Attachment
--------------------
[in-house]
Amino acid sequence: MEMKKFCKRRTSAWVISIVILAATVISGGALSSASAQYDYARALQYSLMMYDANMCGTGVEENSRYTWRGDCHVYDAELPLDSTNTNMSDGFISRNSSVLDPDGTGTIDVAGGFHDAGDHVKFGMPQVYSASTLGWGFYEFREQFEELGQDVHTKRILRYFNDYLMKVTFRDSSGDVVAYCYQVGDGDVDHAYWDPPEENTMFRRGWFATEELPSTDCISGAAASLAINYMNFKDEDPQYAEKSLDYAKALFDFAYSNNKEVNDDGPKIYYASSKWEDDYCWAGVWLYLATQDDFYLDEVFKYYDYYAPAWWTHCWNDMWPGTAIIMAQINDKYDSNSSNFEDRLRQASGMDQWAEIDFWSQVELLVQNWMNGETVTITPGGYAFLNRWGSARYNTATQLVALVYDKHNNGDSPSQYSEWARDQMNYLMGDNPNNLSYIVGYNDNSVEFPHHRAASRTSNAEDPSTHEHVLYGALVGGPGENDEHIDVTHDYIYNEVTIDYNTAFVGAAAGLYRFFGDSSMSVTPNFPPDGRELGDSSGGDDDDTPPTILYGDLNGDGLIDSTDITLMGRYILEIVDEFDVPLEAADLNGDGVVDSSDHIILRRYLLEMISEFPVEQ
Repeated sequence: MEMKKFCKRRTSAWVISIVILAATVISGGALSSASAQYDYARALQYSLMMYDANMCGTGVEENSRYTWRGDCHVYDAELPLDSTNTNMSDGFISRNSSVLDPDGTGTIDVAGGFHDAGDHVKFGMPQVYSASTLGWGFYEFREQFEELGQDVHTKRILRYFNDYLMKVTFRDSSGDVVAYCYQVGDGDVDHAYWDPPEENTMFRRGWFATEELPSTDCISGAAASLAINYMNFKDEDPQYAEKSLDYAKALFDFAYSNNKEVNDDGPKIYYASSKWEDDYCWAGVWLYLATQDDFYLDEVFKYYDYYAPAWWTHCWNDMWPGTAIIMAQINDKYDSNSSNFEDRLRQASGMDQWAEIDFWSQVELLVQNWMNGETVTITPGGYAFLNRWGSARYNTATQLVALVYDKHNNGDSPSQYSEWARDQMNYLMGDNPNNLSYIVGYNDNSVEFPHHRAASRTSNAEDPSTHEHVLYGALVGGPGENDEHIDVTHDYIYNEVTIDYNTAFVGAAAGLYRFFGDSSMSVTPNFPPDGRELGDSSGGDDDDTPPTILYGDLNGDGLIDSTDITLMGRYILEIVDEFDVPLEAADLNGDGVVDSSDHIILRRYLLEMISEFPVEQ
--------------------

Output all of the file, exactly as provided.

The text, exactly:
[in-house]
Amino acid sequence: MEMKKFCKRRTSAWVISIVILAATVISGGALSSASAQYDYARALQYSLMMYDANMCGTGVEENSRYTWRGDCHVYDAELPLDSTNTNMSDGFISRNSSVLDPDGTGTIDVAGGFHDAGDHVKFGMPQVYSASTLGWGFYEFREQFEELGQDVHTKRILRYFNDYLMKVTFRDSSGDVVAYCYQVGDGDVDHAYWDPPEENTMFRRGWFATEELPSTDCISGAAASLAINYMNFKDEDPQYAEKSLDYAKALFDFAYSNNKEVNDDGPKIYYASSKWEDDYCWAGVWLYLATQDDFYLDEVFKYYDYYAPAWWTHCWNDMWPGTAIIMAQINDKYDSNSSNFEDRLRQASGMDQWAEIDFWSQVELLVQNWMNGETVTITPGGYAFLNRWGSARYNTATQLVALVYDKHNNGDSPSQYSEWARDQMNYLMGDNPNNLSYIVGYNDNSVEFPHHRAASRTSNAEDPSTHEHVLYGALVGGPGENDEHIDVTHDYIYNEVTIDYNTAFVGAAAGLYRFFGDSSMSVTPNFPPDGRELGDSSGGDDDDTPPTILYGDLNGDGLIDSTDITLMGRYILEIVDEFDVPLEAADLNGDGVVDSSDHIILRRYLLEMISEFPVEQ
Repeated sequence: MEMKKFCKRRTSAWVISIVILAATVISGGALSSASAQYDYARALQYSLMMYDANMCGTGVEENSRYTWRGDCHVYDAELPLDSTNTNMSDGFISRNSSVLDPDGTGTIDVAGGFHDAGDHVKFGMPQVYSASTLGWGFYEFREQFEELGQDVHTKRILRYFNDYLMKVTFRDSSGDVVAYCYQVGDGDVDHAYWDPPEENTMFRRGWFATEELPSTDCISGAAASLAINYMNFKDEDPQYAEKSLDYAKALFDFAYSNNKEVNDDGPKIYYASSKWEDDYCWAGVWLYLATQDDFYLDEVFKYYDYYAPAWWTHCWNDMWPGTAIIMAQINDKYDSNSSNFEDRLRQASGMDQWAEIDFWSQVELLVQNWMNGETVTITPGGYAFLNRWGSARYNTATQLVALVYDKHNNGDSPSQYSEWARDQMNYLMGDNPNNLSYIVGYNDNSVEFPHHRAASRTSNAEDPSTHEHVLYGALVGGPGENDEHIDVTHDYIYNEVTIDYNTAFVGAAAGLYRFFGDSSMSVTPNFPPDGRELGDSSGGDDDDTPPTILYGDLNGDGLIDSTDITLMGRYILEIVDEFDVPLEAADLNGDGVVDSSDHIILRRYLLEMISEFPVEQ